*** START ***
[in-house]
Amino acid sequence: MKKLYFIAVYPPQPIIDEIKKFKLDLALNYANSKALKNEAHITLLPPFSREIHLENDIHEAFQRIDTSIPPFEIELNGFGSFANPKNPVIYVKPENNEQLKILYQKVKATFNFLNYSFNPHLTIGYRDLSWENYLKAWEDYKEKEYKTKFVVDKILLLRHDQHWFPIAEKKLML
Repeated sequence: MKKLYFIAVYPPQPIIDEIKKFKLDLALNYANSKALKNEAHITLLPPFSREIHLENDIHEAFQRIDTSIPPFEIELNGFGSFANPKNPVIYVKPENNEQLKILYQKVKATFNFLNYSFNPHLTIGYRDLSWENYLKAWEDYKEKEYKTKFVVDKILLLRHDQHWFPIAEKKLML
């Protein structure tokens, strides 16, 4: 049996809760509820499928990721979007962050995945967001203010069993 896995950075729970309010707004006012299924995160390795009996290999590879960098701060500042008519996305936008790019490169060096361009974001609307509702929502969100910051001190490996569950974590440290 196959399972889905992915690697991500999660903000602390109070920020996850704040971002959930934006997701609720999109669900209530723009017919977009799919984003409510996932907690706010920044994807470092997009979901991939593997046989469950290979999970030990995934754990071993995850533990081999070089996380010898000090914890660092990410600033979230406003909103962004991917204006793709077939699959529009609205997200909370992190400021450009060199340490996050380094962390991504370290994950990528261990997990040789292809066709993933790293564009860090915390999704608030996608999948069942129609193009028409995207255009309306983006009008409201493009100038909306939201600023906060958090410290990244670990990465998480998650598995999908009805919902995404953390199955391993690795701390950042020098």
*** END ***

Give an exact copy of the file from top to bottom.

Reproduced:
[in-house]
Amino acid sequence: MKKLYFIAVYPPQPIIDEIKKFKLDLALNYANSKALKNEAHITLLPPFSREIHLENDIHEAFQRIDTSIPPFEIELNGFGSFANPKNPVIYVKPENNEQLKILYQKVKATFNFLNYSFNPHLTIGYRDLSWENYLKAWEDYKEKEYKTKFVVDKILLLRHDQHWFPIAEKKLML
Repeated sequence: MKKLYFIAVYPPQPIIDEIKKFKLDLALNYANSKALKNEAHITLLPPFSREIHLENDIHEAFQRIDTSIPPFEIELNGFGSFANPKNPVIYVKPENNEQLKILYQKVKATFNFLNYSFNPHLTIGYRDLSWENYLKAWEDYKEKEYKTKFVVDKILLLRHDQHWFPIAEKKLML
């Protein structure tokens, strides 16, 4: 049996809760509820499928990721979007962050995945967001203010069993 896995950075729970309010707004006012299924995160390795009996290999590879960098701060500042008519996305936008790019490169060096361009974001609307509702929502969100910051001190490996569950974590440290 196959399972889905992915690697991500999660903000602390109070920020996850704040971002959930934006997701609720999109669900209530723009017919977009799919984003409510996932907690706010920044994807470092997009979901991939593997046989469950290979999970030990995934754990071993995850533990081999070089996380010898000090914890660092990410600033979230406003909103962004991917204006793709077939699959529009609205997200909370992190400021450009060199340490996050380094962390991504370290994950990528261990997990040789292809066709993933790293564009860090915390999704608030996608999948069942129609193009028409995207255009309306983006009008409201493009100038909306939201600023906060958090410290990244670990990465998480998650598995999908009805919902995404953390199955391993690795701390950042020098």